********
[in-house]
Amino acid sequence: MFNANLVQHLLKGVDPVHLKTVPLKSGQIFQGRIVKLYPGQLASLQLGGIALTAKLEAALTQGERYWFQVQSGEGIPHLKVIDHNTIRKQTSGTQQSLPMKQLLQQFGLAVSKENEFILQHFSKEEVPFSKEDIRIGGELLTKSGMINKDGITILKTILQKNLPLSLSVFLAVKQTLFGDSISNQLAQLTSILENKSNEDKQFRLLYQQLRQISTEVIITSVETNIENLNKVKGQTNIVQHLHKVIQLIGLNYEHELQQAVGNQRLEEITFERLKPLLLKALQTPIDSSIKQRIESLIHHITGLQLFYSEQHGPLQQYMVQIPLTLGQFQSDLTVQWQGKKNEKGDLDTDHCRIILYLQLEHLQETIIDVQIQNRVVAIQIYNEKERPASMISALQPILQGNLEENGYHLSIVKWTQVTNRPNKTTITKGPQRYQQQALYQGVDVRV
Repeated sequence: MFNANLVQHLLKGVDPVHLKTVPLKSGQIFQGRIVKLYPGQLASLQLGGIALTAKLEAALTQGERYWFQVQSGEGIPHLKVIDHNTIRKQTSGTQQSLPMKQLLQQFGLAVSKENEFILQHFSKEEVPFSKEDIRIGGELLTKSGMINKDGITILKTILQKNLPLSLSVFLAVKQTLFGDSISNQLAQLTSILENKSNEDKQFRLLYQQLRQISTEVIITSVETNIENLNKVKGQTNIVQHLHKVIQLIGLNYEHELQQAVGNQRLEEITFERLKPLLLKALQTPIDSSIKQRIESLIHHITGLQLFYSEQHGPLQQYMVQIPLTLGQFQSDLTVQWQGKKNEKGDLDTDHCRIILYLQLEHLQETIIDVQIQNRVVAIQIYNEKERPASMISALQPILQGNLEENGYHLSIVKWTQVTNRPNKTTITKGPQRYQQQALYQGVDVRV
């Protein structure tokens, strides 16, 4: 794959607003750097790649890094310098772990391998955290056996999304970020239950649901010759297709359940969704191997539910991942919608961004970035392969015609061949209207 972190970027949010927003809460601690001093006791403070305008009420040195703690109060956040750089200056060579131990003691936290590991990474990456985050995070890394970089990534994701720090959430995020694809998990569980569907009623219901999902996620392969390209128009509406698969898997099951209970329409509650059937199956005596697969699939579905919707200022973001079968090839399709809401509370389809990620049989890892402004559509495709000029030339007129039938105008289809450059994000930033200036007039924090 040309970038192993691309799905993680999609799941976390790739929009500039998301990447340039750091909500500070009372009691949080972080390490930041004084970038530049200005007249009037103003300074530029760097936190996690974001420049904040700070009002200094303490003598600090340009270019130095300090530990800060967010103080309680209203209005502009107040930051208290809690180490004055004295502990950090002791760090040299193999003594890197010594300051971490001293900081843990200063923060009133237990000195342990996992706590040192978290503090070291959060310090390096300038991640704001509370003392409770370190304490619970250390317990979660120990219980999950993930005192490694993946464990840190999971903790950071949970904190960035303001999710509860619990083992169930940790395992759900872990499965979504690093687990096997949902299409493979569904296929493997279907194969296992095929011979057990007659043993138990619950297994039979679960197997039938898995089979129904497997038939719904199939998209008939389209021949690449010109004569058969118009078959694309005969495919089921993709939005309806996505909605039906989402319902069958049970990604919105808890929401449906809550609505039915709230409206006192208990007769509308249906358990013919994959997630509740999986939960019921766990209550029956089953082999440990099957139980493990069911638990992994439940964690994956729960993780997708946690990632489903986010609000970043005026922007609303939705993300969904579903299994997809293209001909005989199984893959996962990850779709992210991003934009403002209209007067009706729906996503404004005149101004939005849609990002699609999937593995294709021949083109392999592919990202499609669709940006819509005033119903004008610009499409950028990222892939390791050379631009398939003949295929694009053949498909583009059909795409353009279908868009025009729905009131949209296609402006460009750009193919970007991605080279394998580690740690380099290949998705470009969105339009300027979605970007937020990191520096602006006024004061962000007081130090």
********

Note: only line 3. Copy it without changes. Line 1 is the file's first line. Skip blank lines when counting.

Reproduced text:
Repeated sequence: MFNANLVQHLLKGVDPVHLKTVPLKSGQIFQGRIVKLYPGQLASLQLGGIALTAKLEAALTQGERYWFQVQSGEGIPHLKVIDHNTIRKQTSGTQQSLPMKQLLQQFGLAVSKENEFILQHFSKEEVPFSKEDIRIGGELLTKSGMINKDGITILKTILQKNLPLSLSVFLAVKQTLFGDSISNQLAQLTSILENKSNEDKQFRLLYQQLRQISTEVIITSVETNIENLNKVKGQTNIVQHLHKVIQLIGLNYEHELQQAVGNQRLEEITFERLKPLLLKALQTPIDSSIKQRIESLIHHITGLQLFYSEQHGPLQQYMVQIPLTLGQFQSDLTVQWQGKKNEKGDLDTDHCRIILYLQLEHLQETIIDVQIQNRVVAIQIYNEKERPASMISALQPILQGNLEENGYHLSIVKWTQVTNRPNKTTITKGPQRYQQQALYQGVDVRV